Often times, people may experience gastrointestinal symptoms from gluten, but it is causing no nutritional deficiencies and often misdiagnosed as IBS. This would be considered a gluten sensitivity. The reaction the body exhibits when digesting gluten may contribute to discomfort, like bloating, gas, diarrhea, etc., but it is not causing any nutritional deficiencies or damaging the villi, like with Celiac disease. When the sensitivity interferes with everyday living, one may choose to follow a gluten free diet to avoid continuous discomfort. The true difference is that with celiac disease a gluten free diet must be a lifelong commitment. Eating any amount of gluten, no matter how tiny it is, can damage the villi in the small intestines and prevent the absorption of essential nutrients. With someone who has a gluten sensitivity, gluten is avoided to manage symptoms; consuming gluten would not cause any nutritional problems, but symptoms will return.

But is following a gluten free diet for everyone? The simple answer is no. According to a recent survey of more than 1,000 Americans by Consumer Reports National Research Center, 63% thought that following a gluten free diet would improve physical or mental health. Unless you have celiac disease or a true gluten sensitivity, there is no reason to avoid gluten. When you cut out gluten completely, you can cut out foods that have valuable nutrients and may end up adding more calories and fat to your daily intake. [1]

Let’s clear up a few myths related to gluten and gluten free diets.

Myth #1: Gluten free is healthier.

Like mentioned above, when replacing gluten with other gluten free starch mixtures to create a gluten free product, that means adding sugar and fat. Additionally, most gluten free foods aren’t enriched or fortified with nutrients like folic acid and iron, like wheat products are.


While eating gluten free may mean reducing some of the processed junk food from your diet (awesome!), it’s not the lack of the gluten that is making it healthier, but the lack of all that junky, processed food.

Myth #2: Eating gluten free is expensive.

If you go overboard on purchasing all processed gluten free products and relying on only those for nourishment, then yes, it may get pricey. But you can eat gluten free in a lower cost way, too. Build the base of your diet around healthy and naturally gluten free foods like:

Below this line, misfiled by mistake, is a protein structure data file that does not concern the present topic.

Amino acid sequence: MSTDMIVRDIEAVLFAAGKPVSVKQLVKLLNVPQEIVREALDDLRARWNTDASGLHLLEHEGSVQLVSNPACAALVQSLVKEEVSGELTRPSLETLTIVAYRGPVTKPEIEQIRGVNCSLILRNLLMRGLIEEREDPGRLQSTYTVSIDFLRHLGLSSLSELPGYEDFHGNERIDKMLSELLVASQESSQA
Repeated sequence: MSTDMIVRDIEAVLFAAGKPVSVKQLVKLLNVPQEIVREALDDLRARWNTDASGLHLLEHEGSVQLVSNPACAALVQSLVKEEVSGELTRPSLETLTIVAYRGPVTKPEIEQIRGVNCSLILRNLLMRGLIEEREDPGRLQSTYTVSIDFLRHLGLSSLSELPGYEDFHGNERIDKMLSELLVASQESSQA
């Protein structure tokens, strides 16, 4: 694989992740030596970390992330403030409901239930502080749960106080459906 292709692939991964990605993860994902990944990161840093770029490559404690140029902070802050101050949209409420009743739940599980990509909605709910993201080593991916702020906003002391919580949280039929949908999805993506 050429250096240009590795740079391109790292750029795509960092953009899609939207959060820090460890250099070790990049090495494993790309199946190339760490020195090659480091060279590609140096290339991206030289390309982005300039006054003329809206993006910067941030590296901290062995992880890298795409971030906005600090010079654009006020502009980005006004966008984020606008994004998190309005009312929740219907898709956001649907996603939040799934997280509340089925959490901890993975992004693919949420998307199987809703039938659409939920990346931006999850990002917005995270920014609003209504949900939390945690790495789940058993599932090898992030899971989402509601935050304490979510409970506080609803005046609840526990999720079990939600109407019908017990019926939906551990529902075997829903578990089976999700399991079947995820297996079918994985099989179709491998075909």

• Meat, poultry, and eggs: unseasoned beef, poultry, pork, eggs
  • Seafood: fish, shellfish
  • Cereals: cream of rice, puffed rice
  • Dairy: milk, cheese, yogurt
  • Fats and Oils: olive oil, butter
  • Produce: variety of fruits and vegetables, herbs
  • Snacks: nuts, seeds, corn chips, popcorn
  • Canned/packaged goods: tuna, beans, lentils
  • Grains/Starches: brown rice, quinoa, millet, gluten free flours

Myth #3: I will lose weight if I eat gluten free.

The majority of the time when I have customers come to me after they have been following a gluten free diet and seen weight loss success, it is because they started cutting out refined and processed foods and naturally followed a gluten free diet (overall healthy diet) like explained in myth #2. It wasn’t the eliminated gluten that caused weight loss – it was the decrease in processed/junk food. On the flipside, someone with celiac disease will usually have the opposite effect. Undiagnosed celiac disease leads to malabsorption causing malnourishment; when the damaged villi heals, one is able to digest and absorb the essential nutrients, causing weight gain.

Myth #4: Gluten free means low carb.

The term gluten often gets misunderstood for thinking that it just means carbohydrates. With that misunderstanding, many believe that gluten free products are low carb, which isn’t always true, especially for gluten free packaged products (vs. naturally gluten free foods) that are made with various gluten free starch (carb) blends.

For example, gluten free bread often actually has MORE grams of carbohydrates than regular wheat bread!

Gluten Free bread / Serving Size: 1 slice = 21 grams of carbohydrates

Screen Shot 2014-12-08 at 4.46.39 PM Whole wheat bread / Serving size: 1 slice = 15 grams of carbohydrates
(plus more fiber, protein & less sugar)

WW bread label

This isn’t to say that gluten free products aren’t healthy – many of them can be, especially if they are minimally processed and don’t include as many additives as some of the processed wheat products might. But it’s not always true to assume that gluten free means low carb – it often doesn’t.

So, before jumping on the gluten free bandwagon, really identify if this is the best choice for you. Many do not know why they are following the latest diet craze or even what it is! Be a smart consumer – do your research. For more on this topic of gluten free myths, there was an interesting article in the New Yorker recently entitled Against the Grain. Check it out!


  1. gluten-free-diet-really-make-you-healthier/index.htm


  1. 1